3. Joey says:

    You may not like it but read it now.

    ROBIN SMITH / JAN. 4, 2021
    A Peaceful Transition of Power?
    Doing so requires the protection and integrity of our elections.

    A political narrative is being framed around the dispute between warring camps supporting their respective presidential candidates. If one accepts the premise of the fight to be singularly about the outcome of the November 3 election, giving that victor the right to occupy the White House for the next four years, the terms of the debate are shallow and expose the intents, motives, and insatiable ambitions of those perpetrating this shallow discussion.

    Instead, the terms of the debate must reflect the actual issue at hand — whether voter fraud occurred as a critical component of the national election overriding state legislatures, existing law, and the U.S. Constitution. Only then will deliberations prove worthy of the trust of Americans and our great nation’s founding.

    On January 20, 2021, there’s an expectation of a “peaceful transition of power” characteristic of this great constitutional republic. Is that peaceful transfer a demand, an expectation, or the result of the integrity of the institution of elections in America? Americans deserve the answer to that question to prove to be the latter. In reality, peaceful transitions of power are a result of a trusted process, not simply an organic outcome.

    History demonstrates the peaceful transfer of power began between bitter rivals — John Adams and Thomas Jefferson. Adams, the incumbent, was challenged by Jefferson in 1800 in a bitter election between the Federalists and the Democratic-Republicans, the newly formed partisan parties. Confusion reigned when the Electoral College tied, and the outcome of the election was determined by the House of Representatives casting 36 ballots for Thomas Jefferson to be America’s third president. The process was not pretty, yet the process worked.

    Two hundred twenty years later, the electoral process is still in place. But the American public has witnessed drastic changes. A two-tiered system of voting was constructed for 2020. If one voted in person, greater identity verification and security measures were observed, while those casting ballots by mail had to meet a lower bar. As votes were being counted on November 3, some states were observing extensions of the voting period past Election Day through court decisions, not actions of state legislative bodies as specified in the Constitution.

    While various groups are engaged in trench warfare to defend or disprove the tallies of November 3, facts are mounting that voting irregularities at best and actual criminal fraud at worst have occurred in many states:

    In Nevada, at least 1,500 listed as deceased, more than 19,000 nonresidents of the state, and almost 4,000 noncitizens cast ballots.
    In Arizona, almost 28,000 duplicate ballots were counted in Maricopa County.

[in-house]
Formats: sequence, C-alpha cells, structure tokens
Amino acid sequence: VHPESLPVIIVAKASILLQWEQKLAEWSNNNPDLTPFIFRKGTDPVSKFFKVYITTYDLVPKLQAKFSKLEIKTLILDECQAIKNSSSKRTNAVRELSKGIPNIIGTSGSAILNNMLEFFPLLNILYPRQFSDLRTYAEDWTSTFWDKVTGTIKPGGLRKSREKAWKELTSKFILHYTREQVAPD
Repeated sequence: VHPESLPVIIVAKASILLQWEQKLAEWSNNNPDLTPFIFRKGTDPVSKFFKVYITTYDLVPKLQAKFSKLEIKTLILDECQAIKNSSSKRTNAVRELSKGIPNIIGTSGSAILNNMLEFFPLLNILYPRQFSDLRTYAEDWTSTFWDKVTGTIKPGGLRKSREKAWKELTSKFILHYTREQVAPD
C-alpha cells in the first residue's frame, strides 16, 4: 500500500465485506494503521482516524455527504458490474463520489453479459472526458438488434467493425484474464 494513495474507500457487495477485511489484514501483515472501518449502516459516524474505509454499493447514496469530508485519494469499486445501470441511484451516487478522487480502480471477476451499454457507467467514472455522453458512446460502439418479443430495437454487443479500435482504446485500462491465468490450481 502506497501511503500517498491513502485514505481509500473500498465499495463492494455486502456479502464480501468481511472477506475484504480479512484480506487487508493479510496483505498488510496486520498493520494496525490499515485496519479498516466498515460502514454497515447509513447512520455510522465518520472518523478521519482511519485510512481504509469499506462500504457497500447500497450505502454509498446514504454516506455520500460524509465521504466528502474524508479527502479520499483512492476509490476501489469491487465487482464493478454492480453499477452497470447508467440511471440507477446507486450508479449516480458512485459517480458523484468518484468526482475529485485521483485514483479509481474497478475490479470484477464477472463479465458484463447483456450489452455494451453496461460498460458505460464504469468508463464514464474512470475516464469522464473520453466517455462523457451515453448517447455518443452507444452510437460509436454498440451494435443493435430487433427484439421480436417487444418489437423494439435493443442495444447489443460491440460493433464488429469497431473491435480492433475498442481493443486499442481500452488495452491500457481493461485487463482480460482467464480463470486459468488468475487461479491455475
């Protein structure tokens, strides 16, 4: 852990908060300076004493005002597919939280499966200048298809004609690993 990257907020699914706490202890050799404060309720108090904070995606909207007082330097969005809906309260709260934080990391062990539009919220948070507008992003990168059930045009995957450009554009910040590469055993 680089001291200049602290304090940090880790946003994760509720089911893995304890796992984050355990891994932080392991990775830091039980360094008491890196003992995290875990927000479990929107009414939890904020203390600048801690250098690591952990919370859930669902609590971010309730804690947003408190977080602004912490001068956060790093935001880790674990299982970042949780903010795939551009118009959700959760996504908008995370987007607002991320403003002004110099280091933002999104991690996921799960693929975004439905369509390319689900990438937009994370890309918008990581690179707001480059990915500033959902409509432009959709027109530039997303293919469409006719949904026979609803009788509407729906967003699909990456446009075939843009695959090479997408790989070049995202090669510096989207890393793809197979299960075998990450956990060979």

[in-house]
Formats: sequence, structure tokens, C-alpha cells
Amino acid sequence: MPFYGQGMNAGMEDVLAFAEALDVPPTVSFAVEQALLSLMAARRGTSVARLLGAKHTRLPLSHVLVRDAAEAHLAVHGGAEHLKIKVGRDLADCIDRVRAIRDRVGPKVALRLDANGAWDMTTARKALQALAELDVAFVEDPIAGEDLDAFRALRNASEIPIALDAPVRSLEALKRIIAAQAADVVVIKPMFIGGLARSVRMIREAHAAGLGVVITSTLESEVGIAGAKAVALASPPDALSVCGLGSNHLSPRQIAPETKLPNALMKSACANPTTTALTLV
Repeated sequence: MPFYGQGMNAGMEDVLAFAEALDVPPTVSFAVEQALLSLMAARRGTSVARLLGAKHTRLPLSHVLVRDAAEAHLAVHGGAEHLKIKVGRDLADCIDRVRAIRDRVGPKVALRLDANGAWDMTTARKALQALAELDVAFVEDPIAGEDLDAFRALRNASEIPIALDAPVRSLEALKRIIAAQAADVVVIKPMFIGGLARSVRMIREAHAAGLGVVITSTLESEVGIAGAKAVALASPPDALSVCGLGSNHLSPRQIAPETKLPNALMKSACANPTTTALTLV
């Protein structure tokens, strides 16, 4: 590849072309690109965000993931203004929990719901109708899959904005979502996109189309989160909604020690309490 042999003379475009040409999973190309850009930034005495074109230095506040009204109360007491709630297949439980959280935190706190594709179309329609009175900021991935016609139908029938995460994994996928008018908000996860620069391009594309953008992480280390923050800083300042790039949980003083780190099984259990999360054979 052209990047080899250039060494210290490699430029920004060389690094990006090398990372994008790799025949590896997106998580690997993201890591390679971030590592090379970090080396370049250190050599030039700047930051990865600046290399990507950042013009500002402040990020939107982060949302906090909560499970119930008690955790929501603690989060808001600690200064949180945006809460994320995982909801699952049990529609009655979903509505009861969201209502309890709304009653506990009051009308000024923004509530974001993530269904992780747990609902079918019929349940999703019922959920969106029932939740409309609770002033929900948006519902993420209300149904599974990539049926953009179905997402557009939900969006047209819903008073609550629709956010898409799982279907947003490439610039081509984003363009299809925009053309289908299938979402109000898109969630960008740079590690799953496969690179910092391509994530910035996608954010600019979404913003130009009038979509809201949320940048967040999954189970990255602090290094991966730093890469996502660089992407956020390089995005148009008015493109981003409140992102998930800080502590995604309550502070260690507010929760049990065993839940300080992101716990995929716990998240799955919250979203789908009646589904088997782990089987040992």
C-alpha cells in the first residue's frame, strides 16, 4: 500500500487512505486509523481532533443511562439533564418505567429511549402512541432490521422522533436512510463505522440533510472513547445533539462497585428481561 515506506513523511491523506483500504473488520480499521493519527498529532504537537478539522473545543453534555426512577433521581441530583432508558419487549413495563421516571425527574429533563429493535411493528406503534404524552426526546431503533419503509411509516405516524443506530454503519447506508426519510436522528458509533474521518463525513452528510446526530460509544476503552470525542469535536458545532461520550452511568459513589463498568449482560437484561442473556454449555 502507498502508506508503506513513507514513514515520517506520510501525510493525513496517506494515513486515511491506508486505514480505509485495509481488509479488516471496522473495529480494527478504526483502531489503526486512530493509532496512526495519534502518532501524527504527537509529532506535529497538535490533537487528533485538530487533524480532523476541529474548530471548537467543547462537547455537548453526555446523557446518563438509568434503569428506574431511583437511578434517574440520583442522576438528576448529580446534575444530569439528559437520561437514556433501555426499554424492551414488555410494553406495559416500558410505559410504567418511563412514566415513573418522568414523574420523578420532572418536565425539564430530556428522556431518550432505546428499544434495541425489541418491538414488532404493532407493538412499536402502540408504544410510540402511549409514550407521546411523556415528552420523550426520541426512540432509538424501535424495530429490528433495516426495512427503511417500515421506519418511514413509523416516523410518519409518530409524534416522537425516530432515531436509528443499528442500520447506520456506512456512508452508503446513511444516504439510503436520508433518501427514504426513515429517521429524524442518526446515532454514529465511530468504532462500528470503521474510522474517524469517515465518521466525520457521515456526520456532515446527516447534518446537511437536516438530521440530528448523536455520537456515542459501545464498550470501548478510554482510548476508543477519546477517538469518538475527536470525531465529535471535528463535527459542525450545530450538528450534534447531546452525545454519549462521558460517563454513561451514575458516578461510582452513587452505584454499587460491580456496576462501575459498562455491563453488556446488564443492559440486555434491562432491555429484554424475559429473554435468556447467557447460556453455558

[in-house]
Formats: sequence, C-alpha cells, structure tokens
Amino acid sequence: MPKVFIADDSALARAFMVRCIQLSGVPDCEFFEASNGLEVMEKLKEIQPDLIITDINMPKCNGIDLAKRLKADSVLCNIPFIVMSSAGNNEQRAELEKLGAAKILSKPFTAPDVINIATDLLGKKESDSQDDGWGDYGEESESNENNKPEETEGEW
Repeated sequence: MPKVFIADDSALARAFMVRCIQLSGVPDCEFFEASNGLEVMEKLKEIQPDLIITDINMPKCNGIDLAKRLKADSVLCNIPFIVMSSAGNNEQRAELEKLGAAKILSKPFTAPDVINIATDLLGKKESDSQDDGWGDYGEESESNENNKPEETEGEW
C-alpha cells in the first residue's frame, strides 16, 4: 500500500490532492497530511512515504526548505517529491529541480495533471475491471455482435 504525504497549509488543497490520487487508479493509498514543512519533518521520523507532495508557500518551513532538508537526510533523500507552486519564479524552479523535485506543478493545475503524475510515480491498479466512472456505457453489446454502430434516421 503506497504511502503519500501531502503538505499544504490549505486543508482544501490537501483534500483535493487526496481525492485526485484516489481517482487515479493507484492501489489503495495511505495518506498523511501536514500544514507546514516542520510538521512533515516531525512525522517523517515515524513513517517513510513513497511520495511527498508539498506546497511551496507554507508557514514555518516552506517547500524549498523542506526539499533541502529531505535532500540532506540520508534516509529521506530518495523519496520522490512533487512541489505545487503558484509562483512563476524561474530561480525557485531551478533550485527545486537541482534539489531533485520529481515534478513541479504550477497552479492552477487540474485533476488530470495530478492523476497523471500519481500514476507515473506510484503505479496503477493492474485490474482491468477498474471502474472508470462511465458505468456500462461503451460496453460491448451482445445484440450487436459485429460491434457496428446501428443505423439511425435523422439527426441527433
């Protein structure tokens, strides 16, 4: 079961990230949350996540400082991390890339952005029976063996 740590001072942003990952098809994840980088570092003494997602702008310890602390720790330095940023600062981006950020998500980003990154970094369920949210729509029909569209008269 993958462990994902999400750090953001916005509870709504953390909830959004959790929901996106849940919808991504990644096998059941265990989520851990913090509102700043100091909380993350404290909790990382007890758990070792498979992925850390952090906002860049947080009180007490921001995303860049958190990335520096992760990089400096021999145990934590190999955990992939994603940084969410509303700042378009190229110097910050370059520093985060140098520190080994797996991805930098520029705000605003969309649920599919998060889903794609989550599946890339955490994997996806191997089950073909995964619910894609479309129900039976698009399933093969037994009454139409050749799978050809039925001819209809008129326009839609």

In Wisconsin, more than 200,000 mailed-in ballots were in question as clerks filled in missing information or harvested ballots.
    In Michigan, a sworn affidavit reflects one review of a sampling of 30,000 absentee ballots revealed 2,660 at invalid addresses and 229 cast on behalf of dead people.
    In Pennsylvania, an accounting analysis revealed that 202,377 more votes were counted than were actually cast.
    In Georgia, there were an estimated 70,000 ineligible votes because of lack of signature verification.
    In a 345-page DOJ report entitled “Federal Prosecution of Election Offenses,” a sweeping statement is made that we must acknowledge and embrace: “Our constitutional system of representative government only works when the worth of honest ballots is not diluted by invalid ballots procured by corruption. As the Supreme Court stated in a case upholding federal convictions for ballot box stuffing: ‘Every voter in a federal … election … whether he votes for a candidate with little chance of winning or for one with little chance of losing, has a right under the Constitution to have his vote fairly counted, without its being distorted by fraudulently cast votes.’”

    The truth is that voter fraud has been and remains an issue, and we must insist that legal votes alone are counted and that those committed to illegal voting and corruption are prosecuted.

  4. @joey says:

    So there was only voter fraud in the states democrats won aye.’ But all is well in the voting world that Republicans won. Hmmmmm. Sounds like a bunch of sore LOSERS and so call facts that have already been disproven.. oh BTW it looks like Georgia is going to follow Arizona lead and elect two Democratic Senators.

  5. Preston says:

    President Trump is a class act and will be at the inauguration because he represents the best of us and not the least of us. The best of us I.e. Republicans are far superior to the idiots elected and the world will see how great America is that Americans turn over our government peacefully even knowing they won’t last in power more than 4 years when they nation turns them out of the White House for being idiots. Then maybe we’ll re-elect a better batch again.

  6. @preston says:

    I guess the same is true today and that’s the reason the present idiot occupying the White House is leaving after only 1 term. Also looks like Georgia is following Arizona lead electing 2 democratic senators